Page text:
Tolkien’s hobbit characters are capable of a particular type of rhetorical persuasion, one which relies on their ability to leverage their status as outsiders among the other people of Middle-earth. The hobbits are uniquely suited to the task of bringing unity to Middle-earth’s people because of the simplicity of their rhetoric, which focuses on proving their own morality and presenting truths without elaboration. When compared with the text, the film adaptations of The Lord of the Rings also help highlight the importance that Tolkien placed on the simplicity of hobbit rhetoric. These abilities of the hobbits become clear through a narrative analysis of the stories from Tolkien’s world, including Bilbo’s speech patterns, the efforts of Merry and Pippin to convince the Ents to fight Isengard, and Frodo’s appeal for unity and aid as made to the Council of Elrond.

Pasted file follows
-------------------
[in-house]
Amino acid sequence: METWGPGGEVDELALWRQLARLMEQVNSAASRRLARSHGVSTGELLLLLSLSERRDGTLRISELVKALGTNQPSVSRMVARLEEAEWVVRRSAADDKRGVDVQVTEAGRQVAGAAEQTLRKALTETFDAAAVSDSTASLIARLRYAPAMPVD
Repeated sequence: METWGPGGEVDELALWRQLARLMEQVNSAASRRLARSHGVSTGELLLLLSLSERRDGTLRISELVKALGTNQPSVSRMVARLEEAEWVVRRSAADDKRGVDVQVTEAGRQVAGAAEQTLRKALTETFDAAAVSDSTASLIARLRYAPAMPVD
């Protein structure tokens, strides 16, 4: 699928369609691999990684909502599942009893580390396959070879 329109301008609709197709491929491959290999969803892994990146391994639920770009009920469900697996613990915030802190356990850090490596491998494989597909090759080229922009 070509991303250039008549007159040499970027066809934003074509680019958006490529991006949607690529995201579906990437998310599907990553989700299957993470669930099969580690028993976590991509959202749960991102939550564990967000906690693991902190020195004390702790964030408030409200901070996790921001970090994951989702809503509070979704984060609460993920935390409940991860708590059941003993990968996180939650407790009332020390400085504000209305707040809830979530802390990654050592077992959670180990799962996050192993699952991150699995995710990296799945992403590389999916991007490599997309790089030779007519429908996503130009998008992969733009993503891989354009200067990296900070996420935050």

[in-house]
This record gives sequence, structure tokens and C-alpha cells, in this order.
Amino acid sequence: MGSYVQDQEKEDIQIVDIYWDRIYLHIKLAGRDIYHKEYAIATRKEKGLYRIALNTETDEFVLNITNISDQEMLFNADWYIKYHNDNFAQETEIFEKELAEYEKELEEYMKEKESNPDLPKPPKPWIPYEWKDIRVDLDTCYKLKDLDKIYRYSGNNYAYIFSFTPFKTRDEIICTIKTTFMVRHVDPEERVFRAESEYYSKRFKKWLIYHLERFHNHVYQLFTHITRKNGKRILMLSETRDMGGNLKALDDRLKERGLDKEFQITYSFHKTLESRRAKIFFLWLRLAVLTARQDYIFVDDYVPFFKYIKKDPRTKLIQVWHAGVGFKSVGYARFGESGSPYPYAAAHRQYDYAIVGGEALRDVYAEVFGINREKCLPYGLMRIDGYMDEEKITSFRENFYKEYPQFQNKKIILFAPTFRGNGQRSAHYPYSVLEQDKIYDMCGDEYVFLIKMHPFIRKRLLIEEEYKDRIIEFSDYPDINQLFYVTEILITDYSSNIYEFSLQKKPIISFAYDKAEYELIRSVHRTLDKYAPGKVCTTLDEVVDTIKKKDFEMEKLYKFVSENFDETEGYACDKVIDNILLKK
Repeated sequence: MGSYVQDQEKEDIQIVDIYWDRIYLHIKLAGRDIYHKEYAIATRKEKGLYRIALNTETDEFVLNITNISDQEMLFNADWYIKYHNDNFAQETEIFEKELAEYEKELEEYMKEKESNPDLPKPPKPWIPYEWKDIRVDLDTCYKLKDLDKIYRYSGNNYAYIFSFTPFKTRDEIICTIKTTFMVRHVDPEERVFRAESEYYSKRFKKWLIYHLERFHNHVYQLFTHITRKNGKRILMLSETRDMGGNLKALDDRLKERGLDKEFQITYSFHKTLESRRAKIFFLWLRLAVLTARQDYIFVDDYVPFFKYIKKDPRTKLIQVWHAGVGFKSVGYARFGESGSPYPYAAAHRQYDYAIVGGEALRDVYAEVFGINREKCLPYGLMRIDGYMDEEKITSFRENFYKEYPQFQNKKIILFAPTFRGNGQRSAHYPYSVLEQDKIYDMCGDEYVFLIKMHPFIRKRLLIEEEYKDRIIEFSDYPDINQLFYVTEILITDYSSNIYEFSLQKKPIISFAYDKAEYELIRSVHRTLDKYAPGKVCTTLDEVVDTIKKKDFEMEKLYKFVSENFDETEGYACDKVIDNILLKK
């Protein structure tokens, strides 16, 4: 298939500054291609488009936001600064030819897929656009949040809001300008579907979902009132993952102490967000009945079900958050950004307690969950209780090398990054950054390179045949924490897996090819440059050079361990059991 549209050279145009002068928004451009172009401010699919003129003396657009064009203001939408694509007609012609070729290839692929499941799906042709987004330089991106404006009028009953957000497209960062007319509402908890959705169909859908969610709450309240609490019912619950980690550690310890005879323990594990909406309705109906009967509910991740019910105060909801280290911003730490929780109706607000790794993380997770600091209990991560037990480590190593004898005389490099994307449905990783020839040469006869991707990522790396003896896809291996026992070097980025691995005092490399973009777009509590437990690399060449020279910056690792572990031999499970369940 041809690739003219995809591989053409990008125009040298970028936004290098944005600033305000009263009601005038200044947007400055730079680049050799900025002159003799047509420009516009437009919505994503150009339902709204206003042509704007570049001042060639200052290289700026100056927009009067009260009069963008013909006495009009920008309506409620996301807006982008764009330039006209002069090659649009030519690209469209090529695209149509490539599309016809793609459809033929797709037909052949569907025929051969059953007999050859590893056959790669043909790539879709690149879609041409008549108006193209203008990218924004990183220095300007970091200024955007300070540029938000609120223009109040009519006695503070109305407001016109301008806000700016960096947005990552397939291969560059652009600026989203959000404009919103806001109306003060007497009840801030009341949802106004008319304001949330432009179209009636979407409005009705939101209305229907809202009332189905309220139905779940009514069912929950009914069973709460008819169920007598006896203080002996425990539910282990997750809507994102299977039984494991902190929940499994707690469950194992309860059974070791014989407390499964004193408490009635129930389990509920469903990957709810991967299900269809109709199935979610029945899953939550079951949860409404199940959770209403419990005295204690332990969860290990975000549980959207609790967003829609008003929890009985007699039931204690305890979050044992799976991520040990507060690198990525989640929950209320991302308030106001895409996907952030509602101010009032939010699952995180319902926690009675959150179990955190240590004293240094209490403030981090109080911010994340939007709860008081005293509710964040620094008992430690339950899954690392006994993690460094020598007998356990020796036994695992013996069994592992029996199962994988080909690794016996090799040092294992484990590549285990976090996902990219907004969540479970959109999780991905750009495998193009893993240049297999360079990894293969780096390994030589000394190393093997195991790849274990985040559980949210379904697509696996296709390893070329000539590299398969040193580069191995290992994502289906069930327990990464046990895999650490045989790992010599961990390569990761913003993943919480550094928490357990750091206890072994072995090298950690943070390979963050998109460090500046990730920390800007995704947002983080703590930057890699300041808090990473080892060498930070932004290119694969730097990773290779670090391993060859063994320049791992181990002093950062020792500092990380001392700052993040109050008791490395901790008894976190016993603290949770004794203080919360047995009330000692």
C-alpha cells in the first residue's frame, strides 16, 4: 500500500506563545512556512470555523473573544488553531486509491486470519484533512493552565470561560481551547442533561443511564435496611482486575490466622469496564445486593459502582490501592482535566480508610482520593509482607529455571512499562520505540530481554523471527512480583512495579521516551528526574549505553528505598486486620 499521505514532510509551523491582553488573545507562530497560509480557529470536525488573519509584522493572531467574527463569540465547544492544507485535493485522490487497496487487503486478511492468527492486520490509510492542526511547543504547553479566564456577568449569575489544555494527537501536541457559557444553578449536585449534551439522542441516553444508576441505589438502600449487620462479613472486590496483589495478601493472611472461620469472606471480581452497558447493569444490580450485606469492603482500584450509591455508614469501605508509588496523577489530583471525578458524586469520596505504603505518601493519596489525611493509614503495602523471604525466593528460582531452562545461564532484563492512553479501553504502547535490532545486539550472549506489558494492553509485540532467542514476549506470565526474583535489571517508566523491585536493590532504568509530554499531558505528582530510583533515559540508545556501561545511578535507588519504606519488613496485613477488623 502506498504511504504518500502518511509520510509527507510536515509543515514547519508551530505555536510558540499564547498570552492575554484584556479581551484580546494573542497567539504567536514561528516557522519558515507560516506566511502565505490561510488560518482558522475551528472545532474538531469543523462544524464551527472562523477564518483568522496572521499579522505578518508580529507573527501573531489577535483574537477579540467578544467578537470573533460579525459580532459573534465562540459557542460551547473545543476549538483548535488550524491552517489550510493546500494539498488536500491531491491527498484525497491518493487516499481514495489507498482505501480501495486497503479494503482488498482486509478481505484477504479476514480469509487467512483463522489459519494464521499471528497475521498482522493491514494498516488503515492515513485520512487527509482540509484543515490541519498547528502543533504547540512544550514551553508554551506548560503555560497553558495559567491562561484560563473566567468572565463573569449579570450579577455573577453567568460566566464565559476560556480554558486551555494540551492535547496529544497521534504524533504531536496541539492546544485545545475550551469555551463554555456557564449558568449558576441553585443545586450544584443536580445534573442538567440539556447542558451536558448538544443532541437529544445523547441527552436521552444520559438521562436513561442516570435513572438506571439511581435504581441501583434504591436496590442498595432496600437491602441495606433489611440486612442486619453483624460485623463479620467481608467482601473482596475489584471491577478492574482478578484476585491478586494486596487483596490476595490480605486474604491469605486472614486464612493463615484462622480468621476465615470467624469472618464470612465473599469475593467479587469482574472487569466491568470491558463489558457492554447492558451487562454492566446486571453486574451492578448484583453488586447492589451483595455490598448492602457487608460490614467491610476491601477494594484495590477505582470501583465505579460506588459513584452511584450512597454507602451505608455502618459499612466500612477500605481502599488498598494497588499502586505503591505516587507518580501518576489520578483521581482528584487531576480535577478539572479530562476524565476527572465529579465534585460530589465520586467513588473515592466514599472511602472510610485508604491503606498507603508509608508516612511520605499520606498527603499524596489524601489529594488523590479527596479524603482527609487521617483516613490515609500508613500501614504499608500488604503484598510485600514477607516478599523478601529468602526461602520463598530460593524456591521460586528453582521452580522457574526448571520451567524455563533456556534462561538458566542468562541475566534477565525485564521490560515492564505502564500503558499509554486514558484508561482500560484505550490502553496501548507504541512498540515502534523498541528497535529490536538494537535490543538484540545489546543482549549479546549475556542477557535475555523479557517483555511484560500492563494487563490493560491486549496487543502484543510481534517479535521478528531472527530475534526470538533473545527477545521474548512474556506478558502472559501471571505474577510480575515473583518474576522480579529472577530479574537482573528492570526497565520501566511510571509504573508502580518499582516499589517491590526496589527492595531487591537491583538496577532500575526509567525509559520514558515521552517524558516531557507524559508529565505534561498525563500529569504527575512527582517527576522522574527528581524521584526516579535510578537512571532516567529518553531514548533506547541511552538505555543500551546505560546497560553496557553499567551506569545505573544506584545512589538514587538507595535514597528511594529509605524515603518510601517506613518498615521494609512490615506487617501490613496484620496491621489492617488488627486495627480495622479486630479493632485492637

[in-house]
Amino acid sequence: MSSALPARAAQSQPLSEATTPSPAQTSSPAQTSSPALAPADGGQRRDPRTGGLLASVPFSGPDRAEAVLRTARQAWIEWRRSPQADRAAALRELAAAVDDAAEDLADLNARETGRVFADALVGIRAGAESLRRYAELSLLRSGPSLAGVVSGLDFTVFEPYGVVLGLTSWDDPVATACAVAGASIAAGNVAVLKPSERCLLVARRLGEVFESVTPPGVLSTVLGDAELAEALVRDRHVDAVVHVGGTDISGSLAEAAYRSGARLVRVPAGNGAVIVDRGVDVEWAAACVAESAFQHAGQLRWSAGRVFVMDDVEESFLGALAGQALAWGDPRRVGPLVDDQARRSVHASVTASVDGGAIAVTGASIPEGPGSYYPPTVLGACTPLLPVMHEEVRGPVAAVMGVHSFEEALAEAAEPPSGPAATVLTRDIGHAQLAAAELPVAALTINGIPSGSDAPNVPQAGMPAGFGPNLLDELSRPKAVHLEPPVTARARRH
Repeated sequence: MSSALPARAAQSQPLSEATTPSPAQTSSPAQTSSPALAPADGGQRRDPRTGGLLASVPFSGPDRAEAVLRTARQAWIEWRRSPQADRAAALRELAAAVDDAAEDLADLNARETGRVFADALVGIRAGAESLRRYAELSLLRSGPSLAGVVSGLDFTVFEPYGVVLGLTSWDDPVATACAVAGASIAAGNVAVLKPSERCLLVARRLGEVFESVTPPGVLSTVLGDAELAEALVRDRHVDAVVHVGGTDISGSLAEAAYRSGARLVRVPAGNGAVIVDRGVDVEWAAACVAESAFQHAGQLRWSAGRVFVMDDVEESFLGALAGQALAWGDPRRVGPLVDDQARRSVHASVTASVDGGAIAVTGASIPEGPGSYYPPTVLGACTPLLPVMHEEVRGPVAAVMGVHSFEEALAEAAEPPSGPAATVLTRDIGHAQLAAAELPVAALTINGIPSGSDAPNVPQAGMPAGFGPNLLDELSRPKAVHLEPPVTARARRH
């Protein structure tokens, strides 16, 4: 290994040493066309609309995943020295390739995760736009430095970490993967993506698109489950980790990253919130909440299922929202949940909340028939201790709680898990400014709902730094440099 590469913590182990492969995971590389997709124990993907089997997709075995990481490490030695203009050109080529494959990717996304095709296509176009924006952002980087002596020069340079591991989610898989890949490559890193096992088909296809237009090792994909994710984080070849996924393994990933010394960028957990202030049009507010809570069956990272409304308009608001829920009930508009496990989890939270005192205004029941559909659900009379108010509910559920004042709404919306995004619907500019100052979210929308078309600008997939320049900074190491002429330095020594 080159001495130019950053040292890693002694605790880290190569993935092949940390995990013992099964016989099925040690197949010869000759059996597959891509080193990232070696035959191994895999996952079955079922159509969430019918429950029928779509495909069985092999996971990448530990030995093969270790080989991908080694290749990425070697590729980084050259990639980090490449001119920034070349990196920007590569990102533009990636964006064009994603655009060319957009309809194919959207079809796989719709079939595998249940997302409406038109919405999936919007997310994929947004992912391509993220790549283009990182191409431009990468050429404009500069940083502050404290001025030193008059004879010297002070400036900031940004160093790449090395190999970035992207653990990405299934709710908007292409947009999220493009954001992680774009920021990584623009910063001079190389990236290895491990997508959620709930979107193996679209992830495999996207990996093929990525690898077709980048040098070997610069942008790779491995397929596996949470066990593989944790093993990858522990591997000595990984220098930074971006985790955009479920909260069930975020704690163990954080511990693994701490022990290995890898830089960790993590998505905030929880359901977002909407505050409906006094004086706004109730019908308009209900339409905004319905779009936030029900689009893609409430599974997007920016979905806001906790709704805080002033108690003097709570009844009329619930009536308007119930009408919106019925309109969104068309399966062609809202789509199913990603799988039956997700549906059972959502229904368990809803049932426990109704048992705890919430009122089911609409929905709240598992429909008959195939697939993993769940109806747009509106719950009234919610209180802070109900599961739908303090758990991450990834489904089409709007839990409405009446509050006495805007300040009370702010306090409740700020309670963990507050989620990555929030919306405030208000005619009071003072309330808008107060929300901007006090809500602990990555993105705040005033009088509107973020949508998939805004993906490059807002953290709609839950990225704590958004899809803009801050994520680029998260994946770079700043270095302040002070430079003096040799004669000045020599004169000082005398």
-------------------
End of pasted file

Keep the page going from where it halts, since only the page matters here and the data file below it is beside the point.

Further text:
College and Department
BYU ScholarsArchive Citation
Watson, Samuel Bennett, "“Chosen Instruments”: Tolkien’s Hobbits and the Rhetoric of the Dispossessed" (2019). Theses and Dissertations. 8264.
John Ronald Reuel Tolkien, hobbits, outsiders, rhetoric, truth